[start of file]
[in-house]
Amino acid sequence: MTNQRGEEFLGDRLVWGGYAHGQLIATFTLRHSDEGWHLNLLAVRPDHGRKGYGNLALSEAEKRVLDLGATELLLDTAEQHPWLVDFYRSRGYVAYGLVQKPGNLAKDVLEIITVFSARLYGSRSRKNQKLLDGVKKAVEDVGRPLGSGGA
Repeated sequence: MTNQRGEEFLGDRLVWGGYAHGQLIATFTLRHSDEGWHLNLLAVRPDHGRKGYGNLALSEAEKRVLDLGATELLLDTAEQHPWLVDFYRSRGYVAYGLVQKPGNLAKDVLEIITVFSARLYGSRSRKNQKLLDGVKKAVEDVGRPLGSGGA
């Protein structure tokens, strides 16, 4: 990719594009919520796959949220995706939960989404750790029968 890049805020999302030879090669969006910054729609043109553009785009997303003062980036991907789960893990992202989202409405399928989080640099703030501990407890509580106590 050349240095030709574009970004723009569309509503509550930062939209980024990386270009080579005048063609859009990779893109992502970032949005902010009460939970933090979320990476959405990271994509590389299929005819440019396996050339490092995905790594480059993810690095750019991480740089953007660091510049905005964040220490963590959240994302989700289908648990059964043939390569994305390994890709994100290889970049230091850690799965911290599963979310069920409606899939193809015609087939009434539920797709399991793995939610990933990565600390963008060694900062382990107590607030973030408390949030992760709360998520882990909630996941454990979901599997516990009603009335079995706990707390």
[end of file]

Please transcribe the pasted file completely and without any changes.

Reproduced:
[in-house]
Amino acid sequence: MTNQRGEEFLGDRLVWGGYAHGQLIATFTLRHSDEGWHLNLLAVRPDHGRKGYGNLALSEAEKRVLDLGATELLLDTAEQHPWLVDFYRSRGYVAYGLVQKPGNLAKDVLEIITVFSARLYGSRSRKNQKLLDGVKKAVEDVGRPLGSGGA
Repeated sequence: MTNQRGEEFLGDRLVWGGYAHGQLIATFTLRHSDEGWHLNLLAVRPDHGRKGYGNLALSEAEKRVLDLGATELLLDTAEQHPWLVDFYRSRGYVAYGLVQKPGNLAKDVLEIITVFSARLYGSRSRKNQKLLDGVKKAVEDVGRPLGSGGA
């Protein structure tokens, strides 16, 4: 990719594009919520796959949220995706939960989404750790029968 890049805020999302030879090669969006910054729609043109553009785009997303003062980036991907789960893990992202989202409405399928989080640099703030501990407890509580106590 050349240095030709574009970004723009569309509503509550930062939209980024990386270009080579005048063609859009990779893109992502970032949005902010009460939970933090979320990476959405990271994509590389299929005819440019396996050339490092995905790594480059993810690095750019991480740089953007660091510049905005964040220490963590959240994302989700289908648990059964043939390569994305390994890709994100290889970049230091850690799965911290599963979310069920409606899939193809015609087939009434539920797709399991793995939610990933990565600390963008060694900062382990107590607030973030408390949030992760709360998520882990909630996941454990979901599997516990009603009335079995706990707390």